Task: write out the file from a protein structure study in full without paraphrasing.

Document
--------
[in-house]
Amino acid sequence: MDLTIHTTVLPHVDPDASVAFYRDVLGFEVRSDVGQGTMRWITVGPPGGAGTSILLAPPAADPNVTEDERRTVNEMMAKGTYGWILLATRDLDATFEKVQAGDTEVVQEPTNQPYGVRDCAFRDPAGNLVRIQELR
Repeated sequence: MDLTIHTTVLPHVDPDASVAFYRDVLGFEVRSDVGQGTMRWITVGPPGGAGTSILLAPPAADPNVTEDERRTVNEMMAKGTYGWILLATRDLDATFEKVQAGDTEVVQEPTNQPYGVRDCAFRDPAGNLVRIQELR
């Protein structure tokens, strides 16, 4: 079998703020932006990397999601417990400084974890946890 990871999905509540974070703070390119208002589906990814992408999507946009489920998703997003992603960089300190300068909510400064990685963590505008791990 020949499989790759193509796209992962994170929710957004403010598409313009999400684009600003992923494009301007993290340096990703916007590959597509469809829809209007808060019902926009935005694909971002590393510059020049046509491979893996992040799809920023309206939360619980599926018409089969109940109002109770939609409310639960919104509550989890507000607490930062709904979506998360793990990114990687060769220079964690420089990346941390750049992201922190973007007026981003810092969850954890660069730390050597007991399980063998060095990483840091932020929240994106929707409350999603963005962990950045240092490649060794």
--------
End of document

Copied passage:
[in-house]
Amino acid sequence: MDLTIHTTVLPHVDPDASVAFYRDVLGFEVRSDVGQGTMRWITVGPPGGAGTSILLAPPAADPNVTEDERRTVNEMMAKGTYGWILLATRDLDATFEKVQAGDTEVVQEPTNQPYGVRDCAFRDPAGNLVRIQELR
Repeated sequence: MDLTIHTTVLPHVDPDASVAFYRDVLGFEVRSDVGQGTMRWITVGPPGGAGTSILLAPPAADPNVTEDERRTVNEMMAKGTYGWILLATRDLDATFEKVQAGDTEVVQEPTNQPYGVRDCAFRDPAGNLVRIQELR
């Protein structure tokens, strides 16, 4: 079998703020932006990397999601417990400084974890946890 990871999905509540974070703070390119208002589906990814992408999507946009489920998703997003992603960089300190300068909510400064990685963590505008791990 020949499989790759193509796209992962994170929710957004403010598409313009999400684009600003992923494009301007993290340096990703916007590959597509469809829809209007808060019902926009935005694909971002590393510059020049046509491979893996992040799809920023309206939360619980599926018409089969109940109002109770939609409310639960919104509550989890507000607490930062709904979506998360793990990114990687060769220079964690420089990346941390750049992201922190973007007026981003810092969850954890660069730390050597007991399980063998060095990483840091932020929240994106929707409350999603963005962990950045240092490649060794």